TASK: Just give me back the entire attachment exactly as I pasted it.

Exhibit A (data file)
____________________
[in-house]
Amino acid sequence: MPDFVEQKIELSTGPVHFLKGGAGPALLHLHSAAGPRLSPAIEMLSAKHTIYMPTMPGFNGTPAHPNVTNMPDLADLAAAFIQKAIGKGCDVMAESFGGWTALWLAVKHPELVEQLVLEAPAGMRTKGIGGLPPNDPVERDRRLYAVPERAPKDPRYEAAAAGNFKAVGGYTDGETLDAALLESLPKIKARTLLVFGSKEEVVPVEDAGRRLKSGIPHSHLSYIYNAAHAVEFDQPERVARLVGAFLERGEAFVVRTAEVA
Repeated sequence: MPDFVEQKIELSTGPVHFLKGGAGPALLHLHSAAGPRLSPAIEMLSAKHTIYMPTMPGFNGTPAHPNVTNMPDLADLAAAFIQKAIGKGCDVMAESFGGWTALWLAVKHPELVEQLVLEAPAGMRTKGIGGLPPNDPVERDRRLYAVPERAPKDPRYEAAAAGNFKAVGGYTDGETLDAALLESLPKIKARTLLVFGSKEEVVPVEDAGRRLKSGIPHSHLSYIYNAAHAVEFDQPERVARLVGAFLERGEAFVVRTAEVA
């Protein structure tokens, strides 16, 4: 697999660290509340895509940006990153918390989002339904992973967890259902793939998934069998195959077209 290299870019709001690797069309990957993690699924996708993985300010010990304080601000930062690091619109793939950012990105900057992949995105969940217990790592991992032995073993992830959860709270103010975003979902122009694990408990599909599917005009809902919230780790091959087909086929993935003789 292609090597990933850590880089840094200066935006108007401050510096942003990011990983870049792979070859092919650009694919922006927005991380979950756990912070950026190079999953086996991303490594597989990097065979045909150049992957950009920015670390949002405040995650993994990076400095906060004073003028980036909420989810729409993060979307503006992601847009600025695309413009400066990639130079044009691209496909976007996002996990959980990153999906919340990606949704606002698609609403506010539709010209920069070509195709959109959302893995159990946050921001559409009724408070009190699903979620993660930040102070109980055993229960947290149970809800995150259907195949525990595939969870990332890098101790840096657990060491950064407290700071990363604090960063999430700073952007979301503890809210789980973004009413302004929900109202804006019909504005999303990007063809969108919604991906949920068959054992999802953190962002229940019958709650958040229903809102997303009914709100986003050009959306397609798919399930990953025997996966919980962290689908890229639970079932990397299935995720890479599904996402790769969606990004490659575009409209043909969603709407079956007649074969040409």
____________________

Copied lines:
[in-house]
Amino acid sequence: MPDFVEQKIELSTGPVHFLKGGAGPALLHLHSAAGPRLSPAIEMLSAKHTIYMPTMPGFNGTPAHPNVTNMPDLADLAAAFIQKAIGKGCDVMAESFGGWTALWLAVKHPELVEQLVLEAPAGMRTKGIGGLPPNDPVERDRRLYAVPERAPKDPRYEAAAAGNFKAVGGYTDGETLDAALLESLPKIKARTLLVFGSKEEVVPVEDAGRRLKSGIPHSHLSYIYNAAHAVEFDQPERVARLVGAFLERGEAFVVRTAEVA
Repeated sequence: MPDFVEQKIELSTGPVHFLKGGAGPALLHLHSAAGPRLSPAIEMLSAKHTIYMPTMPGFNGTPAHPNVTNMPDLADLAAAFIQKAIGKGCDVMAESFGGWTALWLAVKHPELVEQLVLEAPAGMRTKGIGGLPPNDPVERDRRLYAVPERAPKDPRYEAAAAGNFKAVGGYTDGETLDAALLESLPKIKARTLLVFGSKEEVVPVEDAGRRLKSGIPHSHLSYIYNAAHAVEFDQPERVARLVGAFLERGEAFVVRTAEVA
């Protein structure tokens, strides 16, 4: 697999660290509340895509940006990153918390989002339904992973967890259902793939998934069998195959077209 290299870019709001690797069309990957993690699924996708993985300010010990304080601000930062690091619109793939950012990105900057992949995105969940217990790592991992032995073993992830959860709270103010975003979902122009694990408990599909599917005009809902919230780790091959087909086929993935003789 292609090597990933850590880089840094200066935006108007401050510096942003990011990983870049792979070859092919650009694919922006927005991380979950756990912070950026190079999953086996991303490594597989990097065979045909150049992957950009920015670390949002405040995650993994990076400095906060004073003028980036909420989810729409993060979307503006992601847009600025695309413009400066990639130079044009691209496909976007996002996990959980990153999906919340990606949704606002698609609403506010539709010209920069070509195709959109959302893995159990946050921001559409009724408070009190699903979620993660930040102070109980055993229960947290149970809800995150259907195949525990595939969870990332890098101790840096657990060491950064407290700071990363604090960063999430700073952007979301503890809210789980973004009413302004929900109202804006019909504005999303990007063809969108919604991906949920068959054992999802953190962002229940019958709650958040229903809102997303009914709100986003050009959306397609798919399930990953025997996966919980962290689908890229639970079932990397299935995720890479599904996402790769969606990004490659575009409209043909969603709407079956007649074969040409």